Dakota Durango Forum banner

1 - 11 of 11 Posts

·
Registered
Joined
·
616 Posts
Discussion Starter #1
Its not overheating... its running too cold. I installed a brand new 180 degree thermostat, and still the temp gauge never gets higher than about 160. The engine is running so rich you can smell gas under the hood the next day, obviously the computer is trying to get the motor to warm up.

The thing has 4 electric cooling fans on it, but I don't think that would cause the motor to stay so cold, especially in stop and go traffic.

Anything I should be checking - besides the temp gauge itself?
 

·
Home Owner....
Joined
·
2,565 Posts
Chuck said:
Its not overheating... its running too cold. .........

The thing has 4 electric cooling fans on it, but I don't think that would cause the motor to stay so cold, especially in stop and go traffic.

Anything I should be checking - besides the temp gauge itself?
Holy Crap!!... 4 fans!!? one Viper fan (or equal) is more than enough. I say put the factory T-stat back in and see if that solves the problem.
 

·
Registered
Joined
·
616 Posts
Discussion Starter #3
Yep, 4 fans. Mounted in a 2x2 array behind the radiator. I've never seen anything like it. I think this truck was set up for towing. What it was towing, I have no idea. Theres no sign of fresh or salt water on the frame or pumpkin. In fact, theres no sign of mud, rain, salt, anything. The undercarriage looks like this Dakota just came off the transport. Thats the major reason I took the truck.

I'll probably take a couple of the fans out of the circuit with an in-cab relay and switch.
 

·
Registered
Joined
·
504 Posts
It really should not make much difference using four fans. I would check to see when they come on. You should have a thermostat that turns on the fans at a preset temp.
 

·
Registered
Joined
·
616 Posts
Discussion Starter #5
So just follow the wires for the fans back until I find a thermostatically controlled switch? Or is there a standard location for it?
 

·
Home Owner....
Joined
·
2,565 Posts
Chuck said:
So just follow the wires for the fans back until I find a thermostatically controlled switch? Or is there a standard location for it?
ya, with 4 fans is not the factory set up (we only had one fan in 1999). should be some sort of switch. look behind the battery, nice location to put some stuff.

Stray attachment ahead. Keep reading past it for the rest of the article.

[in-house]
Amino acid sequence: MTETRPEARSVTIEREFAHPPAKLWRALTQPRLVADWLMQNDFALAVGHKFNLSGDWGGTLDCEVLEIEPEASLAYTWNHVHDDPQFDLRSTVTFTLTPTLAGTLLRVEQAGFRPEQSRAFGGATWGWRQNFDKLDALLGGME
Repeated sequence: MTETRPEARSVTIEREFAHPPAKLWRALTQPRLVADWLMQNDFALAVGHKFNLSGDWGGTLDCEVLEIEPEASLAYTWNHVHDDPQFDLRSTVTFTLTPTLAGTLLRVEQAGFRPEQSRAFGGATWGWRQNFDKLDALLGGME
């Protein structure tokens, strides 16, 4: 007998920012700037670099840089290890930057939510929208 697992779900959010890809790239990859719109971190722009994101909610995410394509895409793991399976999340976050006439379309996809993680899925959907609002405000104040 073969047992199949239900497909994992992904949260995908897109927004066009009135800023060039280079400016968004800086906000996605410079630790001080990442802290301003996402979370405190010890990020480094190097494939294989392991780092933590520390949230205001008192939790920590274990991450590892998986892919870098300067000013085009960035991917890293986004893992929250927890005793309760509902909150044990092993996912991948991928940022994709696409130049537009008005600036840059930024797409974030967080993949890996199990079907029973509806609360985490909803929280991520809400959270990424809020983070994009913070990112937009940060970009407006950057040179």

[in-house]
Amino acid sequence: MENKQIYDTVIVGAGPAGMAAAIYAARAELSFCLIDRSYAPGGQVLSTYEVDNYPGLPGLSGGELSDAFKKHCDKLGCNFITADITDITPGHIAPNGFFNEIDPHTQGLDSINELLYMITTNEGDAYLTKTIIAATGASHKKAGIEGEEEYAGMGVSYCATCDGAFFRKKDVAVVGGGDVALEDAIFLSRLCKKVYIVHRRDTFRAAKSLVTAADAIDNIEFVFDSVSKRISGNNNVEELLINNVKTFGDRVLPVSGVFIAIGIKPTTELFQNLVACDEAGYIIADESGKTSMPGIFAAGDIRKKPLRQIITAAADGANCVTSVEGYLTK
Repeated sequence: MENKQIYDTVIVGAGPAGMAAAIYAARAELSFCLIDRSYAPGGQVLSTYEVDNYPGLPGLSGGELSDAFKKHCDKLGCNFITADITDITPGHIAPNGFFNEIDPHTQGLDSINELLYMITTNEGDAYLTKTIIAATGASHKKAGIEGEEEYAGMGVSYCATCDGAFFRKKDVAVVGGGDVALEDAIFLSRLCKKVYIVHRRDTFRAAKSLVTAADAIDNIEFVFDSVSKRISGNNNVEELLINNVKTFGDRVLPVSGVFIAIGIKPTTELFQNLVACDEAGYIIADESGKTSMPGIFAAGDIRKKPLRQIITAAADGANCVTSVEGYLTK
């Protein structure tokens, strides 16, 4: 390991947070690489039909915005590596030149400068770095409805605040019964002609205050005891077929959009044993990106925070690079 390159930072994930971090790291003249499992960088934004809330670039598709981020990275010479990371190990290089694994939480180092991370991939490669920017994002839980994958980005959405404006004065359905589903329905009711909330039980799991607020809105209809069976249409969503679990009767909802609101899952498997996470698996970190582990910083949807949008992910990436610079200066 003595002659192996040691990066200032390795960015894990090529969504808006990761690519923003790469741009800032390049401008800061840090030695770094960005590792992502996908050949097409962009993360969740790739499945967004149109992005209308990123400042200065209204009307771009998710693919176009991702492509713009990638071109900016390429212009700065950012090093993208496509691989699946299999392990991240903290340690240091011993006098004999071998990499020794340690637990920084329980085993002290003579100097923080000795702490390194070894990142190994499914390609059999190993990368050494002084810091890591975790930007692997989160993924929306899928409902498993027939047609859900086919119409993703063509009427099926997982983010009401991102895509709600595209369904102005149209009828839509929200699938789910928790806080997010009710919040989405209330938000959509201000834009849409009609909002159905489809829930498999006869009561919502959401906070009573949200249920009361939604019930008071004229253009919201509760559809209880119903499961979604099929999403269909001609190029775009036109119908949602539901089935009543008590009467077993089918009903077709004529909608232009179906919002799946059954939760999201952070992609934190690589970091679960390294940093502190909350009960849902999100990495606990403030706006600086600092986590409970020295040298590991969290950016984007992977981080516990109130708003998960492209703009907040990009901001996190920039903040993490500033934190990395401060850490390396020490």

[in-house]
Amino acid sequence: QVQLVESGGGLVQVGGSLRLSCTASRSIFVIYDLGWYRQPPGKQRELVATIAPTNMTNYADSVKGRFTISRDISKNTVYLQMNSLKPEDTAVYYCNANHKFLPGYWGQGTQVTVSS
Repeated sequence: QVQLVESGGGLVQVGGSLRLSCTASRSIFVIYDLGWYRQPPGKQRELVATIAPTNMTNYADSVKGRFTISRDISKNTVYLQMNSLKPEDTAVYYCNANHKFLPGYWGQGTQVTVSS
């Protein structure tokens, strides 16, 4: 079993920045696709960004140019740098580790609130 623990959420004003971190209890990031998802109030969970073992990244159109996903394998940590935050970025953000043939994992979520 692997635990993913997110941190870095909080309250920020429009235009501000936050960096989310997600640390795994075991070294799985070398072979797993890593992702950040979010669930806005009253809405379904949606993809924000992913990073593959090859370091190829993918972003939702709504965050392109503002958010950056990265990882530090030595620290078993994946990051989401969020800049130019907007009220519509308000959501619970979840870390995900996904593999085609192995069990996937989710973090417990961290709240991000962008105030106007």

·
Registered
Joined
·
616 Posts
Discussion Starter #7
I just got it back from the transmission shop, so I'll check it out tomorrow. After I put the new door lock actuator in. And fix the tonneau cover lock. And order my Hotchkis suspension. This shouldn't be called a truck - it should be called a boat. As in "Break Out Another Thousand". :D
 

·
Registered
Joined
·
5 Posts
Cooling Fan Control


OK, so I read all the talk about removing the power robbing clutch fan and replacing it with an electric. This sounds like a hot idea, but with my 99, how would I control the fan? I am aware that there needs to be a relay controlled by a thermostatic switch. I also believe it would be a smart idea to have some kind of signal from the AC compressor that turns the fan on when the AC is on. My question is what equipment do I need to accomplish this? Currently, the 99 is pretty much stock in the engine compartment except for a cold air intake. I have the electric fan, but it did not include any kind of control equipment, so I am looking for advice from some of you.
 

·
Registered
Joined
·
4,933 Posts
most thermostatic switches not only turn the fan(s) on and off just by the temp, but they also usually have circuitry for the a/c control, and for a manual switch if you desire one. Check out places like summitracing.com for thermostatic switches like from flex-a-lite, etc. They will usually come with complete wiring guides and if you are familiar with car circuits and relays, then its no big deal.
 

·
Registered
Joined
·
616 Posts
Discussion Starter #10
Here's how it works...

You wire your fan power through the relay, which gets power at the battery + post. The other wire on the fan goes to any ground. Of the other two terminals on the relay, one goes to your keyed +12v power (hot when you have the key on), and the other one goes to a switched ground. The cheap way to do it is to install a rocker or toggle switch to ground the relay or let it hang, but the best way is to put a thermal switch in your intake. When it gets over the specified heat range, it grounds the relay, which kicks the fan on.

If you are interested, I have a 185 degree thermal switch left over from my SPAL kit, and I can provide the wiring diagram with it. The switch is nearly identical in appearance to the factory CTS, just a bigger diameter.

I can get it to you for $25 shipped ground, $35 UPS Next Day air.
 

·
Registered
Joined
·
616 Posts
Discussion Starter #11
I just read the posts above and didn't realize this was from last year! Way to ressurrect a dead thread... :biggthump

I should post a followup to my above question. Now that I've torn my entire motor out and replaced it with something better, I also replaced the stock radiator with a new custom aluminum one, including the SPAL fan kit I mentioned. I discovered that the 4 radiator configuration was definitely someone elses add-on. The thermal control on this one was very bizarre, involving a copper probe stuck through the radiator fins, that went to an adjustable switch box stuck to the frame. Two relays were involved, with the second one turning the system on when the A/C was activated.

I've gotten rid of all that mess and gone to a nice simple single fan now, which should improve my flow through cooling.
 
1 - 11 of 11 Posts
Top